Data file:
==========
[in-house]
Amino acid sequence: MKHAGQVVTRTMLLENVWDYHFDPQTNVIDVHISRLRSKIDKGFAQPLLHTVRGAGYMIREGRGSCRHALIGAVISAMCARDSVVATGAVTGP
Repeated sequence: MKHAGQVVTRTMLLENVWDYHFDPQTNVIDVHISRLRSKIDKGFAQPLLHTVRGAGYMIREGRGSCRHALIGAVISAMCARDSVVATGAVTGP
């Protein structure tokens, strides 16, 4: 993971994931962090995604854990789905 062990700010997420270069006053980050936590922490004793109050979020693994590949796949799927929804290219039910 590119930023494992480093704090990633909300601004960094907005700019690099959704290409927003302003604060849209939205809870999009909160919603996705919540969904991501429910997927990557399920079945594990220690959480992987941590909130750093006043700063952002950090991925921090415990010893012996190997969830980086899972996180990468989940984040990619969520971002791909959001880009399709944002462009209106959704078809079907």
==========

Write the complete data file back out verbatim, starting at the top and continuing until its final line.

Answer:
[in-house]
Amino acid sequence: MKHAGQVVTRTMLLENVWDYHFDPQTNVIDVHISRLRSKIDKGFAQPLLHTVRGAGYMIREGRGSCRHALIGAVISAMCARDSVVATGAVTGP
Repeated sequence: MKHAGQVVTRTMLLENVWDYHFDPQTNVIDVHISRLRSKIDKGFAQPLLHTVRGAGYMIREGRGSCRHALIGAVISAMCARDSVVATGAVTGP
């Protein structure tokens, strides 16, 4: 993971994931962090995604854990789905 062990700010997420270069006053980050936590922490004793109050979020693994590949796949799927929804290219039910 590119930023494992480093704090990633909300601004960094907005700019690099959704290409927003302003604060849209939205809870999009909160919603996705919540969904991501429910997927990557399920079945594990220690959480992987941590909130750093006043700063952002950090991925921090415990010893012996190997969830980086899972996180990468989940984040990619969520971002791909959001880009399709944002462009209106959704078809079907």